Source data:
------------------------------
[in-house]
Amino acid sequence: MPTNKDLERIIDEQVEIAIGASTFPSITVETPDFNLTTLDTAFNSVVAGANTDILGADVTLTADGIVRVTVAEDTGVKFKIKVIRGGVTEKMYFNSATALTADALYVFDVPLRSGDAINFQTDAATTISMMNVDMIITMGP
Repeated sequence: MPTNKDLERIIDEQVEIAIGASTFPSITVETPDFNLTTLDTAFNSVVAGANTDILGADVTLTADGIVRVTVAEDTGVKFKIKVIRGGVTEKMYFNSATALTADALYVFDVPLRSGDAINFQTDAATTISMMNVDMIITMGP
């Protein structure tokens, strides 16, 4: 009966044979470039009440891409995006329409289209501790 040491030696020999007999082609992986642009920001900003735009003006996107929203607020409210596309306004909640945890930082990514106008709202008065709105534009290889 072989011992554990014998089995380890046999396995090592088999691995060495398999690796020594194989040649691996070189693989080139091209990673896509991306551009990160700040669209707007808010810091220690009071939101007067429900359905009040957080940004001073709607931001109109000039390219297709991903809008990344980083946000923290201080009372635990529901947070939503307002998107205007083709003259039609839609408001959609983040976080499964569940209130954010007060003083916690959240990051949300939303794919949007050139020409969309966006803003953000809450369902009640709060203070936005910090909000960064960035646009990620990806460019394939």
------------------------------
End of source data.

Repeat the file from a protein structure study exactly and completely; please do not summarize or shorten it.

[in-house]
Amino acid sequence: MPTNKDLERIIDEQVEIAIGASTFPSITVETPDFNLTTLDTAFNSVVAGANTDILGADVTLTADGIVRVTVAEDTGVKFKIKVIRGGVTEKMYFNSATALTADALYVFDVPLRSGDAINFQTDAATTISMMNVDMIITMGP
Repeated sequence: MPTNKDLERIIDEQVEIAIGASTFPSITVETPDFNLTTLDTAFNSVVAGANTDILGADVTLTADGIVRVTVAEDTGVKFKIKVIRGGVTEKMYFNSATALTADALYVFDVPLRSGDAINFQTDAATTISMMNVDMIITMGP
């Protein structure tokens, strides 16, 4: 009966044979470039009440891409995006329409289209501790 040491030696020999007999082609992986642009920001900003735009003006996107929203607020409210596309306004909640945890930082990514106008709202008065709105534009290889 072989011992554990014998089995380890046999396995090592088999691995060495398999690796020594194989040649691996070189693989080139091209990673896509991306551009990160700040669209707007808010810091220690009071939101007067429900359905009040957080940004001073709607931001109109000039390219297709991903809008990344980083946000923290201080009372635990529901947070939503307002998107205007083709003259039609839609408001959609983040976080499964569940209130954010007060003083916690959240990051949300939303794919949007050139020409969309966006803003953000809450369902009640709060203070936005910090909000960064960035646009990620990806460019394939």